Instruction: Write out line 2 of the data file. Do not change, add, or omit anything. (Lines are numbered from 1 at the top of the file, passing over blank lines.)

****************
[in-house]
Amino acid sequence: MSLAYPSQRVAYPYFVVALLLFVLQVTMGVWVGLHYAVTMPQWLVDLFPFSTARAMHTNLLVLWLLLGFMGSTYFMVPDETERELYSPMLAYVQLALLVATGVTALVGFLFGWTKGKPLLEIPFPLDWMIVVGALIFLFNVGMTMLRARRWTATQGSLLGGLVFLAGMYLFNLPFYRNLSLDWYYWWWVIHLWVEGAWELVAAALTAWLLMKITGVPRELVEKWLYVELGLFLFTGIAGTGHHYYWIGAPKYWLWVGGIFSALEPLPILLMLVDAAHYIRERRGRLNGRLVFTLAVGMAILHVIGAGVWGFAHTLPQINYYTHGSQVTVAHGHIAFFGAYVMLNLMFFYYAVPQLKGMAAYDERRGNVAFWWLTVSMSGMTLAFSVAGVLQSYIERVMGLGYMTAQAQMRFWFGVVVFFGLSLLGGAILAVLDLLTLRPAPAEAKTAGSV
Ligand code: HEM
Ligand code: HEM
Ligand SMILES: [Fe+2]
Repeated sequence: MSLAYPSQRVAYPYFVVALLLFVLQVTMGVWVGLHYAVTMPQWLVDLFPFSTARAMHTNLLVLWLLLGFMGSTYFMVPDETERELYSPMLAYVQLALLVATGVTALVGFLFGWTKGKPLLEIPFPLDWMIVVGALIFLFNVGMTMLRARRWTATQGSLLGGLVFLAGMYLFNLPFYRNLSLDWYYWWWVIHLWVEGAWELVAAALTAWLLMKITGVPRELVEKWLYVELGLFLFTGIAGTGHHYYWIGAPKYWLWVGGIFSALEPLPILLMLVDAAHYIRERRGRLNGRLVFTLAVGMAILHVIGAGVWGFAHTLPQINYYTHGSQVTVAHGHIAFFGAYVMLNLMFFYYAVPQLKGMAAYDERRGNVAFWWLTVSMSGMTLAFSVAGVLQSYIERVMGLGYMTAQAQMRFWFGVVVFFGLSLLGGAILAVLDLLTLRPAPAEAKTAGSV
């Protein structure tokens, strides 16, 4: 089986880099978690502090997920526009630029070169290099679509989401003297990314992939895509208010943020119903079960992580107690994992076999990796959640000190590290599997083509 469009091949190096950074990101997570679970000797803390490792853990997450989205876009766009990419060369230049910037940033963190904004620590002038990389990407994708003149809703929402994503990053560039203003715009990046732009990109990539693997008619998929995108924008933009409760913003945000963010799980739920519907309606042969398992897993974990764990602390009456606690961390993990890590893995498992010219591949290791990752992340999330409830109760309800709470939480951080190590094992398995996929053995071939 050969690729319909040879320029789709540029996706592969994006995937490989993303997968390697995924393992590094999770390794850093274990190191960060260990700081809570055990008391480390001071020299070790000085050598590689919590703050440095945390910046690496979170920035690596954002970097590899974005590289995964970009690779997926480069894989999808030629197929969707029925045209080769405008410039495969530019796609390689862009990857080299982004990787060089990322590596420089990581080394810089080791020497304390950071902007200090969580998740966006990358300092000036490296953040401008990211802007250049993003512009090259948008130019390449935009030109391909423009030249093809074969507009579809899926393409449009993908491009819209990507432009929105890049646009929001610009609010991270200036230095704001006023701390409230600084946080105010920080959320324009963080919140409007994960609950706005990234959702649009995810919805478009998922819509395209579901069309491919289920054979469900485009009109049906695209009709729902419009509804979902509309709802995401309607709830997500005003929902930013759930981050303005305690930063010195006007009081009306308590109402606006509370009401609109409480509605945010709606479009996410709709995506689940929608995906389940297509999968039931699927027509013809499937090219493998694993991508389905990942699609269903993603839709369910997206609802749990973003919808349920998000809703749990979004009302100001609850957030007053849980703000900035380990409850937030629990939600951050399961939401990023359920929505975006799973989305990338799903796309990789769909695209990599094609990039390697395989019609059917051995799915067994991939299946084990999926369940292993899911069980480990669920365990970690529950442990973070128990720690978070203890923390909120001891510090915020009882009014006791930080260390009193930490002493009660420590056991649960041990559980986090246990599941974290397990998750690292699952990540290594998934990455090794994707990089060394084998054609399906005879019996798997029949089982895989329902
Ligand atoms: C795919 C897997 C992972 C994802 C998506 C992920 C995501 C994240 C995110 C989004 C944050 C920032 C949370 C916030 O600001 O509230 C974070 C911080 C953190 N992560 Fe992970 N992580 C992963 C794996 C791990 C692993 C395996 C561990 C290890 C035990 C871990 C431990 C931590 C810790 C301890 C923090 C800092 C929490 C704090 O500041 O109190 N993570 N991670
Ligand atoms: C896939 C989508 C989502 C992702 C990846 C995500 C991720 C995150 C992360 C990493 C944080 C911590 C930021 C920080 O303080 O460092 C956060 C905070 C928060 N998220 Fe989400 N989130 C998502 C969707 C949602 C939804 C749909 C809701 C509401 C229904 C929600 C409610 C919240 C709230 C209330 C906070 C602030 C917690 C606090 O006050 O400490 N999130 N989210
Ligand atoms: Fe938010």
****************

Amino acid sequence: MSLAYPSQRVAYPYFVVALLLFVLQVTMGVWVGLHYAVTMPQWLVDLFPFSTARAMHTNLLVLWLLLGFMGSTYFMVPDETERELYSPMLAYVQLALLVATGVTALVGFLFGWTKGKPLLEIPFPLDWMIVVGALIFLFNVGMTMLRARRWTATQGSLLGGLVFLAGMYLFNLPFYRNLSLDWYYWWWVIHLWVEGAWELVAAALTAWLLMKITGVPRELVEKWLYVELGLFLFTGIAGTGHHYYWIGAPKYWLWVGGIFSALEPLPILLMLVDAAHYIRERRGRLNGRLVFTLAVGMAILHVIGAGVWGFAHTLPQINYYTHGSQVTVAHGHIAFFGAYVMLNLMFFYYAVPQLKGMAAYDERRGNVAFWWLTVSMSGMTLAFSVAGVLQSYIERVMGLGYMTAQAQMRFWFGVVVFFGLSLLGGAILAVLDLLTLRPAPAEAKTAGSV